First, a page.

A reporter who trained as a journalist at the age of 40 has hailed the benefits of apprenticeships.
Laura, who trained with the Press Association, previously worked as a teacher before deciding to switch careers.
She has explained her decision in a piece for the St Albans-based Advertiser.
Wrote Laura: “Sweeping up hair, boiler suits and menial tasks for months on minimum wage. The things that sprang to mind when I heard the word apprenticeship.
“A route for those my school careers advisor called ‘the slightly less academic’ where you work your way up from pot washer to winning a Michelin Star.
“However, despite having received a 2:1 from a good university and completing a PGCE – with masters credits – I was still left me needing to learn more about the career I transitioned to after being a teacher.
“So I found myself at 40 in a brightly lit room full of 20-somethings, training to become a journalist.”
Laura, pictured, went on to describe on-the-job training as the “best bit” about her apprenticeship.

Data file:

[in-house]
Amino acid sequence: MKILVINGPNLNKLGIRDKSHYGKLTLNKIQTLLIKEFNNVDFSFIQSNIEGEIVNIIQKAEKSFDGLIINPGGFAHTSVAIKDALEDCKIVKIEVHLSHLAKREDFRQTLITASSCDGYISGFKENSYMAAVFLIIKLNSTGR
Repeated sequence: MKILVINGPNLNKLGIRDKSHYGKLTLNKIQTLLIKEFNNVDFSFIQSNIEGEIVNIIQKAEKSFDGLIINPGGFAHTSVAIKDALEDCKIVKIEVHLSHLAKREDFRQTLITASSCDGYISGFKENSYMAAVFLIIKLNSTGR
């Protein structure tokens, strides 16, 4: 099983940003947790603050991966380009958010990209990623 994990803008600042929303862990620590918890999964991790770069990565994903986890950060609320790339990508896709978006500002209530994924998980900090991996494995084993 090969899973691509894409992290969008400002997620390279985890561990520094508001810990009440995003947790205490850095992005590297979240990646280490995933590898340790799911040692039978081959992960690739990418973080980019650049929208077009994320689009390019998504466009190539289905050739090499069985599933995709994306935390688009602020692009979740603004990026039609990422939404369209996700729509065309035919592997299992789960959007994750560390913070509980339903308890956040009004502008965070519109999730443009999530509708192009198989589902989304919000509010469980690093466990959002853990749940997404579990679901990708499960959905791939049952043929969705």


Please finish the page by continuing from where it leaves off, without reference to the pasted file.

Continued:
She wrote: “And that phrase totally doesn’t paint a picture of what that actually looked like, nor how absolutely life-changing it was. And critical to my success overall.
“Hours and hours of colleagues tirelessly supporting me to write an intro, come up with a decent headline, work the very-easy-to-use-if-you-are-of-the-web-programming-in-Year-2 era content management system.
“They took me under their wing to tell me important journalist things like ‘don’t make up quotes’ and ‘Never work for Mail Online’… all the essentials.”
Laura added: “It took a bit of open-mindedness to even consider the prospect of an apprenticeship alongside the financial support of my husband.
“I understand many grown-ups cannot live on a salary of £14,000 but it would be even more costly to pay for a course and not be working.”